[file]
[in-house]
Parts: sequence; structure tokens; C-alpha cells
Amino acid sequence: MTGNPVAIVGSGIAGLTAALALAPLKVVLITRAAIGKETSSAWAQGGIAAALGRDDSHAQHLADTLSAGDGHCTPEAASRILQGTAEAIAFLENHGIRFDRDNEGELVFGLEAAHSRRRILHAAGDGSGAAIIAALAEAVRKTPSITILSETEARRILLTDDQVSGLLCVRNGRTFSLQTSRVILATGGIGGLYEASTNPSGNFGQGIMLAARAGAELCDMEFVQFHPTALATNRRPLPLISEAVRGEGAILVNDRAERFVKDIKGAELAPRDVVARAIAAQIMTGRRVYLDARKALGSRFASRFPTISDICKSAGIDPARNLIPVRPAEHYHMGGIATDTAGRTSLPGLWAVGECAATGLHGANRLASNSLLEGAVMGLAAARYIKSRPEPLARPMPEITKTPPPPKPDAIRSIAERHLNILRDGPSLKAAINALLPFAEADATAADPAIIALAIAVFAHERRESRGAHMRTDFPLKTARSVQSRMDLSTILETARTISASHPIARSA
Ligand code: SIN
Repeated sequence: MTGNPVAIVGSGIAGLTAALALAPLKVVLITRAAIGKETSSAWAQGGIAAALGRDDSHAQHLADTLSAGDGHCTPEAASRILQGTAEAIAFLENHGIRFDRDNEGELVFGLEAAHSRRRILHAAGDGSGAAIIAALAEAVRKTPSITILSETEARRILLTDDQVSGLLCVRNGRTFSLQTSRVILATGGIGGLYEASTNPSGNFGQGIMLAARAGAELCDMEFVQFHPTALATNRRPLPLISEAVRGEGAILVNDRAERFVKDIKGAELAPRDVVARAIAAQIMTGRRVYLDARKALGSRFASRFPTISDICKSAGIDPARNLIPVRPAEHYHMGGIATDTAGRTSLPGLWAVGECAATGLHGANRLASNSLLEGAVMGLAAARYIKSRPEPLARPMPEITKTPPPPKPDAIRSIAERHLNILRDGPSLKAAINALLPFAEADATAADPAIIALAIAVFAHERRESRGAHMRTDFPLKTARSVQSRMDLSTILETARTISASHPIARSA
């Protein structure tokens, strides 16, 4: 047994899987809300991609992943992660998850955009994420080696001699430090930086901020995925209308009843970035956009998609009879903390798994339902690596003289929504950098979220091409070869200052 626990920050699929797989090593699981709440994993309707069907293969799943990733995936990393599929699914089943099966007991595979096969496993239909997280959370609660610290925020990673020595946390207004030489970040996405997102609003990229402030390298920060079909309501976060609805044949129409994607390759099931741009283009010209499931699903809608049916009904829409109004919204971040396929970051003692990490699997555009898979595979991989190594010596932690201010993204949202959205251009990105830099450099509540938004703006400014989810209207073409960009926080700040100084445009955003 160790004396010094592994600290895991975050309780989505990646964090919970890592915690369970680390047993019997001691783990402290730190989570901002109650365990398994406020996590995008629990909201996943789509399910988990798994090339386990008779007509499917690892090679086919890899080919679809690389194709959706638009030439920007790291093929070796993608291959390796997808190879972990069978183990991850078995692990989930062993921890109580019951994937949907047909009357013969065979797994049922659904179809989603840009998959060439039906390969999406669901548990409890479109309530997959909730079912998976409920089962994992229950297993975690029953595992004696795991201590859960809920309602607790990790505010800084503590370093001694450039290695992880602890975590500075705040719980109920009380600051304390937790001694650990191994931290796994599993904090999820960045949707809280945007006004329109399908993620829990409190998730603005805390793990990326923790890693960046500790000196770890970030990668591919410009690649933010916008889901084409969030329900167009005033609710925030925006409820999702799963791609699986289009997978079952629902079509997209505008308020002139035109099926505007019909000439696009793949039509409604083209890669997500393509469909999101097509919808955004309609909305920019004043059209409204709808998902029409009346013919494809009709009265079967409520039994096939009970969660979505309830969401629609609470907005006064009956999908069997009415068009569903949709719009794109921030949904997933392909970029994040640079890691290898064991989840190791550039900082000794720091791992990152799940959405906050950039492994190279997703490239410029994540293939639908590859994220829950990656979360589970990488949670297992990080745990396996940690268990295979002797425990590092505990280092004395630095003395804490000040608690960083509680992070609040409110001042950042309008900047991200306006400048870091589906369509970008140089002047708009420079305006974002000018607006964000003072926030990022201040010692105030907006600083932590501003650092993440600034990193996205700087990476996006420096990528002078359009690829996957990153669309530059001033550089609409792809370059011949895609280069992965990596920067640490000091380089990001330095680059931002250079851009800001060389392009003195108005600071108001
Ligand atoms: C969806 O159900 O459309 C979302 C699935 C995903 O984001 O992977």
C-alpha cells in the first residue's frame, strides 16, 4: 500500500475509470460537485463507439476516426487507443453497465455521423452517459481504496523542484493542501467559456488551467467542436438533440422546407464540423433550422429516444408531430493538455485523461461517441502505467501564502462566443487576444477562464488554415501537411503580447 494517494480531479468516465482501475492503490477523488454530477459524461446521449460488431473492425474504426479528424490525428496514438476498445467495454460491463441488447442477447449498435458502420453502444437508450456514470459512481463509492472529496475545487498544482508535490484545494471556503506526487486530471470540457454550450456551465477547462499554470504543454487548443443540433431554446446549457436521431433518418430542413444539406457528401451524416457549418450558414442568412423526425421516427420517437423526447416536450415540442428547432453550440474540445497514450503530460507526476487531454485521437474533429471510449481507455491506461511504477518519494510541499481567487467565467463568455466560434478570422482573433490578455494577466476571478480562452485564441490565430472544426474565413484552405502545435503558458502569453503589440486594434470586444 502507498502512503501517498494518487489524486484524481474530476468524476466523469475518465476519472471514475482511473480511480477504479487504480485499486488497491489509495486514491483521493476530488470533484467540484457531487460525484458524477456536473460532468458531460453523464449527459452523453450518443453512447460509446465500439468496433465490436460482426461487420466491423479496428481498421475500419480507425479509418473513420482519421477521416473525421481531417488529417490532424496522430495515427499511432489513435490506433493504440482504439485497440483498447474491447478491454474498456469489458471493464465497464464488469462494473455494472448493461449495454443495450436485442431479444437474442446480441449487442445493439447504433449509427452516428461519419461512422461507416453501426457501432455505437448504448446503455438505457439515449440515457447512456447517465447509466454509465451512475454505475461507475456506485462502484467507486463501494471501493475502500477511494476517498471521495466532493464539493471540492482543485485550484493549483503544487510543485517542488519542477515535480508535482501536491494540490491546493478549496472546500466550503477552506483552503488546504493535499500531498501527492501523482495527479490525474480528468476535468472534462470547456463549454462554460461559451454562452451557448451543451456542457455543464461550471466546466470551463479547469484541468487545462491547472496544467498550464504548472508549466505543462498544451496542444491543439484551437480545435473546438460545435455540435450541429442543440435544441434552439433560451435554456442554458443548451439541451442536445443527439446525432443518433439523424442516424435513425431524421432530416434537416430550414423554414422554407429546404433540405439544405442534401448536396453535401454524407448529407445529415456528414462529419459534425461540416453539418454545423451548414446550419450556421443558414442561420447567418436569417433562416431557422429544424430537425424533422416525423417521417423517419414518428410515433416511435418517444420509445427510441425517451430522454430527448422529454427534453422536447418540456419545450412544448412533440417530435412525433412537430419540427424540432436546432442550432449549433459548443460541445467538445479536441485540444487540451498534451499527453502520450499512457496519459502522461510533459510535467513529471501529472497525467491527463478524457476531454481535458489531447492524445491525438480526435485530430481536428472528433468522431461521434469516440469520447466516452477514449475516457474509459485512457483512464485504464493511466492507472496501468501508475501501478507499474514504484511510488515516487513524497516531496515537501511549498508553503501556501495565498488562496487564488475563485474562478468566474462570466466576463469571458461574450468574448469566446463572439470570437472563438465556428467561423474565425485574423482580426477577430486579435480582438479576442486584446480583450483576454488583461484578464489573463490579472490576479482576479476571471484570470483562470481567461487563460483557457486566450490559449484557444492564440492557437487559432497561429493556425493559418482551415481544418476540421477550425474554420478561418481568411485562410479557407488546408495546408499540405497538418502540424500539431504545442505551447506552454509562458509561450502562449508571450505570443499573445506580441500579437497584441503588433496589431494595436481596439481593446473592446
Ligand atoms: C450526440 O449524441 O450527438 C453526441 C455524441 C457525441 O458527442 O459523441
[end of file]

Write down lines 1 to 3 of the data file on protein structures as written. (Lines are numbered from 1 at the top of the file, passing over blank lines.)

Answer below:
[in-house]
Parts: sequence; structure tokens; C-alpha cells
Amino acid sequence: MTGNPVAIVGSGIAGLTAALALAPLKVVLITRAAIGKETSSAWAQGGIAAALGRDDSHAQHLADTLSAGDGHCTPEAASRILQGTAEAIAFLENHGIRFDRDNEGELVFGLEAAHSRRRILHAAGDGSGAAIIAALAEAVRKTPSITILSETEARRILLTDDQVSGLLCVRNGRTFSLQTSRVILATGGIGGLYEASTNPSGNFGQGIMLAARAGAELCDMEFVQFHPTALATNRRPLPLISEAVRGEGAILVNDRAERFVKDIKGAELAPRDVVARAIAAQIMTGRRVYLDARKALGSRFASRFPTISDICKSAGIDPARNLIPVRPAEHYHMGGIATDTAGRTSLPGLWAVGECAATGLHGANRLASNSLLEGAVMGLAAARYIKSRPEPLARPMPEITKTPPPPKPDAIRSIAERHLNILRDGPSLKAAINALLPFAEADATAADPAIIALAIAVFAHERRESRGAHMRTDFPLKTARSVQSRMDLSTILETARTISASHPIARSA